Supreme Court rules that Trump has partial immunity

The US Supreme Court has handed down its judgement on the extent to which former presidents are protected from criminal prosecution. According to this judgement immunity applies to official acts, at least. Decided by six votes to three, this was a victory for the ultra-conservative justices on the jury. Europe's press discusses the implications for the cases pending against ex-president Donald Trump.

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Der Standard (AT) /

Ideologically motivated rule for eternity

The decision undermines the division of powers, Der Standard warns:

“For years the conservatives in the US have warned against so-called activist judges - supposedly liberal justices who interpret the law in a way that corresponds to their ideas about society. This is what we are seeing now with the ruling of the six judges nominated by the Republican president: the accusation was intended to disguise what they themselves were intending to do. The ruling in the case of Trump vs the United States goes far beyond the favour the Supreme Court is doing the ex-president. 'We are writing a rule for the ages here', conservative Justice Neil Gorsuch said at a hearing on the case. At least on that score he was right. Tragically.”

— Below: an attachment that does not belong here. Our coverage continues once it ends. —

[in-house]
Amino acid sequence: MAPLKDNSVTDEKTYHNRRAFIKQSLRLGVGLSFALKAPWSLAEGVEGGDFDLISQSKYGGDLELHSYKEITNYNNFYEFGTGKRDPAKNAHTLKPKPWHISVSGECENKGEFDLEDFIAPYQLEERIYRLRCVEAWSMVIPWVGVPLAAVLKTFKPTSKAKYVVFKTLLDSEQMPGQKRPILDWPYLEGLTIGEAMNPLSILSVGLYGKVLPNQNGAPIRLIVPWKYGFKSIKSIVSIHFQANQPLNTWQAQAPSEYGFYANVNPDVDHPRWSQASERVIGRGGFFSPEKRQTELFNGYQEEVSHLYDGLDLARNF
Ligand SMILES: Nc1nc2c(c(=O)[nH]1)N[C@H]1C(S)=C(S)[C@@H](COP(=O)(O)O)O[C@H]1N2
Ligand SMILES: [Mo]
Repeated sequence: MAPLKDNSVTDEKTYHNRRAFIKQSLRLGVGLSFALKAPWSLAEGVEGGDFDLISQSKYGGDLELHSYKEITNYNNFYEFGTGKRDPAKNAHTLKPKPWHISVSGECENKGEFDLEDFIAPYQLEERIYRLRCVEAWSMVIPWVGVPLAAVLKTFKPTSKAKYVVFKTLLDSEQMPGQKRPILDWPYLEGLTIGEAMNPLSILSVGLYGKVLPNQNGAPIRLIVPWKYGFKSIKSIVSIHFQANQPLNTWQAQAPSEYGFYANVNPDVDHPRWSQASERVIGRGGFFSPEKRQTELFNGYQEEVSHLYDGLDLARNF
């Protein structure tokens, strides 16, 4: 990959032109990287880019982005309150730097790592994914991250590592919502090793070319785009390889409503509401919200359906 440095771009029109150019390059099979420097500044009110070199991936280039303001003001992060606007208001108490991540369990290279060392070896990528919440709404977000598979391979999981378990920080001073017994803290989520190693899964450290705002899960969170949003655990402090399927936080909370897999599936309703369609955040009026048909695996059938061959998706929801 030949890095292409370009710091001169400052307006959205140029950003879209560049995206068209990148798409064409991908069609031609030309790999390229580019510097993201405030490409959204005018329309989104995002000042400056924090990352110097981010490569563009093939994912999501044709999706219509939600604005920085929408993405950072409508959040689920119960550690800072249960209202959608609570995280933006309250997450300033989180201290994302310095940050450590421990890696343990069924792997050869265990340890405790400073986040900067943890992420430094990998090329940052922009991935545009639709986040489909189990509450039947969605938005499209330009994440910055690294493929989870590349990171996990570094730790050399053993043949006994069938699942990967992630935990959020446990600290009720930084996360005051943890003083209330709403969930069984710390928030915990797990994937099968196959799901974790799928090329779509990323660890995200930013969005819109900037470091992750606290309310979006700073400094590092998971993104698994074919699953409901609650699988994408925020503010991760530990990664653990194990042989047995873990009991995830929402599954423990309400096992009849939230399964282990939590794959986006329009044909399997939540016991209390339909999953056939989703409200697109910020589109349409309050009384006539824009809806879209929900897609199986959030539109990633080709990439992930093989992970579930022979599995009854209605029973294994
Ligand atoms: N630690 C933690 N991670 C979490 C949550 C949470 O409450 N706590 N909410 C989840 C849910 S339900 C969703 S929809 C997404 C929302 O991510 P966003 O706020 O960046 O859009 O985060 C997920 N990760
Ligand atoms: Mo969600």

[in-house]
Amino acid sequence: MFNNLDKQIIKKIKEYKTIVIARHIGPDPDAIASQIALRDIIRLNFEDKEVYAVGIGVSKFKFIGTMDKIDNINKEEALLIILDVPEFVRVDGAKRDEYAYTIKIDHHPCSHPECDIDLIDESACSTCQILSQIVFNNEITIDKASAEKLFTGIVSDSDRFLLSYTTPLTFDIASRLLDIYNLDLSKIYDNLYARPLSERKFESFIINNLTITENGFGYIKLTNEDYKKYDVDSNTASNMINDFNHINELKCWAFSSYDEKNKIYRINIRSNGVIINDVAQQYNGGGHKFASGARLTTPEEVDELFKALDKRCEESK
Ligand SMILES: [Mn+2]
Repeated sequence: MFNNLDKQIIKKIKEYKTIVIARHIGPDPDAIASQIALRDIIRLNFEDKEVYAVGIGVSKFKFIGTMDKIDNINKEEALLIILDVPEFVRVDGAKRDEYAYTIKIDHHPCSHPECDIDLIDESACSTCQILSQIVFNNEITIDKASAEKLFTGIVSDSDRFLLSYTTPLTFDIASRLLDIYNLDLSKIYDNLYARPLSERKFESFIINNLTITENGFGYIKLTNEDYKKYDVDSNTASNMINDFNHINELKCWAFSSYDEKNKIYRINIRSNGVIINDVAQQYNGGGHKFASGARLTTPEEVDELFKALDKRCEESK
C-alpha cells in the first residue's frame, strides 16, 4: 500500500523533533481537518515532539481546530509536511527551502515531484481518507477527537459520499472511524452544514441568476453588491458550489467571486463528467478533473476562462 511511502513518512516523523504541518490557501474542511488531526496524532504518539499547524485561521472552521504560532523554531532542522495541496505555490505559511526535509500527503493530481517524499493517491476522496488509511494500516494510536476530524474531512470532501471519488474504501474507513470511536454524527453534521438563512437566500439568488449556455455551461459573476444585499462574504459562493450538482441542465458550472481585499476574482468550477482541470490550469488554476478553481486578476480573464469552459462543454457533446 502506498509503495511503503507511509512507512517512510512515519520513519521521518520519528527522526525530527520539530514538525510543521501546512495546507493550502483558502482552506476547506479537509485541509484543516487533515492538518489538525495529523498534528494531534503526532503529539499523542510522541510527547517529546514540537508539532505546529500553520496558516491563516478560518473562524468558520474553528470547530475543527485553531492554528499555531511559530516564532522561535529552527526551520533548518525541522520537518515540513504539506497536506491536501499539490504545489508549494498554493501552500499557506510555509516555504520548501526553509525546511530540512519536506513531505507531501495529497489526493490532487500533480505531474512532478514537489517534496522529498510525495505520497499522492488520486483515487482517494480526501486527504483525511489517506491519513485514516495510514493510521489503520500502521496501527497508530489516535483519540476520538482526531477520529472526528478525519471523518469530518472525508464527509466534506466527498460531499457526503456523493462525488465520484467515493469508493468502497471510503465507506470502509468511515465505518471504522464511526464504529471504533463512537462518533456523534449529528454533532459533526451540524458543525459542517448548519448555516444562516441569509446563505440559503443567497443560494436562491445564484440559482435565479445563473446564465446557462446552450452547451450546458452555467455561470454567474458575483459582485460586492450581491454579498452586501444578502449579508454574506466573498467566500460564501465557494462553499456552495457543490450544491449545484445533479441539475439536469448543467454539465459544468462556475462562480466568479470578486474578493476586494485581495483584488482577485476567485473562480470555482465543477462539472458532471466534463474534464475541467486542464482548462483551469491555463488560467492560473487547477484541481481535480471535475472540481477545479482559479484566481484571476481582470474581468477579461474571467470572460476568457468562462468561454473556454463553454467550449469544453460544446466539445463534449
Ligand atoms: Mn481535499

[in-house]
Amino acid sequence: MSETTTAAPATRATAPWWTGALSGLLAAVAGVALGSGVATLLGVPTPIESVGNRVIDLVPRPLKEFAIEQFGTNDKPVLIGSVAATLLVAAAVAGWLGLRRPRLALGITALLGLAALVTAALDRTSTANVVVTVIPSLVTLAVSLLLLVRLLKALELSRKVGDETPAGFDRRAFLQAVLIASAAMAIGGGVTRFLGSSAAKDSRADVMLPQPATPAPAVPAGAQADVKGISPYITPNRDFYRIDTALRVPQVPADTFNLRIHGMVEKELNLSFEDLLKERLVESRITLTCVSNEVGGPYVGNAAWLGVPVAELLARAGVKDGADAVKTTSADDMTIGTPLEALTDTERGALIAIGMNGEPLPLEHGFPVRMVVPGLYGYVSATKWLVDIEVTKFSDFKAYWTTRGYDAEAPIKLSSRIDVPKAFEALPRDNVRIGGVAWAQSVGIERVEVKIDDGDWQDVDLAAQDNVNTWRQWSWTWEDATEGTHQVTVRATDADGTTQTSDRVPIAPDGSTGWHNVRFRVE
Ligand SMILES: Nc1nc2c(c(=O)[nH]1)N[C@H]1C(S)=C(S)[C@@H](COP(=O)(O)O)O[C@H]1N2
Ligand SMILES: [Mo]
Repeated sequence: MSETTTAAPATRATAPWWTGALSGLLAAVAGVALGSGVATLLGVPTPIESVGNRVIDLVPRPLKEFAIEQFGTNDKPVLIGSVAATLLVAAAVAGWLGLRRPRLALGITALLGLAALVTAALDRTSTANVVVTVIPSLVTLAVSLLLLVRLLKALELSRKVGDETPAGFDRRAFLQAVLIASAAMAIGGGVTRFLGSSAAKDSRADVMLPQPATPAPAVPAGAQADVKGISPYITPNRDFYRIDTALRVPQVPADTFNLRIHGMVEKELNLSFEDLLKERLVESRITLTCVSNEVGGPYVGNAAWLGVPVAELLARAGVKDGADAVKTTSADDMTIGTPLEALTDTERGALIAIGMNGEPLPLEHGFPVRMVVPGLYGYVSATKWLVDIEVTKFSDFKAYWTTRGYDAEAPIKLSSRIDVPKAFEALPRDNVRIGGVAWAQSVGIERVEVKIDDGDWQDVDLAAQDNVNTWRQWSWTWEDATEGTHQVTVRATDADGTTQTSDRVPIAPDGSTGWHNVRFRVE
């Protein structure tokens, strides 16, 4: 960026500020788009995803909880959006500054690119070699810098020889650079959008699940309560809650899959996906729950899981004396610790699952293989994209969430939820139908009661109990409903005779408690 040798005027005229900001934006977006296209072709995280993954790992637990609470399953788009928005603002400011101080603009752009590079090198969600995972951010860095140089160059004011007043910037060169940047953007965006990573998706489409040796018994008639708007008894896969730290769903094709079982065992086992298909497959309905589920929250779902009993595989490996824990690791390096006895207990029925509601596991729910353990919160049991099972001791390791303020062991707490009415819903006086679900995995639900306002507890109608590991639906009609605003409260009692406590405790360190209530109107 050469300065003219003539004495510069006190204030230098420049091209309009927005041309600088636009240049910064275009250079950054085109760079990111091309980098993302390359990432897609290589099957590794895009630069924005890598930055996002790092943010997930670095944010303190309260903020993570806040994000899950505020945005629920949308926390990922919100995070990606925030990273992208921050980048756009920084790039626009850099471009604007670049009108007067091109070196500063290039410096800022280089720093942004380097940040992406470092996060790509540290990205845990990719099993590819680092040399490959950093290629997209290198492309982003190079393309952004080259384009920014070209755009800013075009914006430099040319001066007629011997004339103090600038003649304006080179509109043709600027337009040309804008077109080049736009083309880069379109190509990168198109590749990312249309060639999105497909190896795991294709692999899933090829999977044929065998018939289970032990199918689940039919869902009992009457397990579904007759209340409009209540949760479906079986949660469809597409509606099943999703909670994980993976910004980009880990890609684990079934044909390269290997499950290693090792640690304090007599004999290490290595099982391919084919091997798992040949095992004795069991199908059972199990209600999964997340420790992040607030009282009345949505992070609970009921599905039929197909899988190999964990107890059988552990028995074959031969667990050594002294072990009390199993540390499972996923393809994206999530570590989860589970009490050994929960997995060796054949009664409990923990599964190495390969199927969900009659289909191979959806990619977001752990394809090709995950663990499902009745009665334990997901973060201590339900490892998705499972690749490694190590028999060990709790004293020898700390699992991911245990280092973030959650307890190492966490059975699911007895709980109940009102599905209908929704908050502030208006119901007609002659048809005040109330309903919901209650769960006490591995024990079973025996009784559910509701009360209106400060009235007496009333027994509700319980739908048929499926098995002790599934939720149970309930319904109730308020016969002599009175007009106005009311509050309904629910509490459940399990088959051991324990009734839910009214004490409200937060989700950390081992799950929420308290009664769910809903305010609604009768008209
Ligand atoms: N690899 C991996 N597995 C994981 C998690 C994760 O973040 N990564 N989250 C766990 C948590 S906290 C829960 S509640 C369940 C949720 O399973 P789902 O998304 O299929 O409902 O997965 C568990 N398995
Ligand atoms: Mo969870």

The Economist (GB) /

It could all fizzle out now

The ruling is a major victory for Trump, The Economist writes:

“The charges against Mr Trump for allegedly trying to thwart his electoral loss in 2020 will almost certainly not proceed before the election in November - and maybe not ever. ... Mr Smith's case against Mr Trump has been fizzled. What remains of it could potentially be revived after Judge Chutkan decides which charges involve unofficial (and thus prosecutable) acts. But with only four months to go before the election, there is little chance that Mr Smith will get to present that evidence to a jury in time. And if Mr Trump wins, he is sure to order his attorney-general to shut it all down.”